Free from US LatAm Learns to Get Free from Own Blindness, Brazil’s Lula Tells Chavez

Lula and Chavez visit soy field in Venezuela Brazilian president Luiz Inácio Lula da Silva is back in Brazil after a trip to Venezuela where he met his counterpart Hugo Chavez to sign a series of agreements. On Friday,  Brazil and Venezuela ratified in El Tigre about 15 public and private cooperation accords. The areas involved: energy, oil, food, roads and urbanization of slums. 

President Lula called these actions a complement to the work done by Latin American liberators, like Simon Bolivar, José de San Martin and Antonio José de Sucre.

Next to Chavez, Lula also celebrated the fact that the Brazilian senate's foreign relations committee has voted in favor of admitting Venezuela into the South American economic club Mercosur. For a time mainly after Chavez statement that the Brazilian legislative was being manipulated by the US it was in doubt the senators would ever approve the Venezuelan membership.

Lula's own effort plus the lobby by businessmen ended changing the winds direction in the Upper House. For Lula, the Senate's action was "a gratifying gesture. It was a rupture with prejudice."

And he added: What Brazil is doing today, Brazil could have done 20 years ago, 15 years ago, 10 years ago. The truth of the matter is that Brazil, a country with an extraordinary economy, with an exceptional industrial potential, also couldn't easily free itself from a privileged look towards Europe and the United States. In other words, when we got to the government we made a decision of government: First, let's take a look at what is closer to us."

The Brazilian leader talked to the Venezuelan president about the special times Brazil and Venezuela are experiencing: "Chavez, I think the moment we are living, in South America, is an extremely important moment for the consolidation of ideas of those who came before us and conceived the liberation of our countries, first from the Spanish and the Portuguese, and then from the English, from the Americans.

"And, I would say, now we are getting to another phase, which is achieving  independence from our own blindness, since we passed a long time without seeing ourselves, without discovering the potential of political, cultural, commercial connections between us.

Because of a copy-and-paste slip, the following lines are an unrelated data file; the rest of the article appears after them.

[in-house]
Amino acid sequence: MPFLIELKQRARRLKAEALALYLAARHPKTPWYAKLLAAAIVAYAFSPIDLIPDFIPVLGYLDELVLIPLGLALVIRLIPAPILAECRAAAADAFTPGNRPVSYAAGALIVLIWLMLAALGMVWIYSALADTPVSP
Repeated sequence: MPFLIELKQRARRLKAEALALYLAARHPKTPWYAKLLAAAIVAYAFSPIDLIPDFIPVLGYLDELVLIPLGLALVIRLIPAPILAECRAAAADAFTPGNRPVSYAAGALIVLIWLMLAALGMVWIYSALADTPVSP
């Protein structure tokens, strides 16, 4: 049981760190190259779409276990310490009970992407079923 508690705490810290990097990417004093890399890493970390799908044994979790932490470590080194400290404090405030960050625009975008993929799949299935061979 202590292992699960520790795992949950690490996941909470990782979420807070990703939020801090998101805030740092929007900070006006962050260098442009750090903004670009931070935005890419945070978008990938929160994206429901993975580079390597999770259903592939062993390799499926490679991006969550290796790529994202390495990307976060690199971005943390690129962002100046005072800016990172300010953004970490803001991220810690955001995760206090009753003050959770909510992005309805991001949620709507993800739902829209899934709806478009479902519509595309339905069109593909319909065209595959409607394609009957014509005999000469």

"I believe that what matters is the beginning, in other words, I was telling comrade Chavez, that oil is a fantastic thing. Because it is very easy money and often whoever has much money is like someone who went to play in a casino, the person wants to win more and more and, suddenly, he loses everything.

"History is full of examples that oil, by itself  does not solve the problems  of a country. In other words, a country, will have much more peace when it is industrialized and when it has food security. Every country has to produce its own corn, its soy, its bean, its tomato, its onion, raise its cattle, produce its meat and industrialize that.
 
"And I get very happy, Chavez, because I realize that this is happening in a very fast way here, in Venezuela. I am 64, I have another year in office. In ten years whoever is alive will see a new Venezuela, putting together the large oil production, the large industrialization and the large food production. A country needs all of this to build itself and to become definitively independent."

The Venezuelan leader, on the other hand, talked about how sure he feels that his country will be now approved by the full Brazilian senate. "This is not a whim. It is a destiny. There is a sound integration and a true unity. We're talking about a big step. In the end, Lula, you know that Venezuela is as yours as Brazil is."

Chavez also compared Lula to Jesus Christ: "President Luiz Inácio Lula da Silva came as Christ, announcing the good news. It is beneficial to all to create a large market for South America. Mercosur is going to become a new hub of economic power."

Lula seemed all excited about his visit to the soy field in the El Tiger region. He emphasized that Brazil is not "selling soy" but transferring technology. Lula explained that he got technical information on how to best use the planted area. According to the Embrapa (Brazilian Agricultural Research Corporation) Venezuela will be able to double its soy production by adding limestone to its soil.

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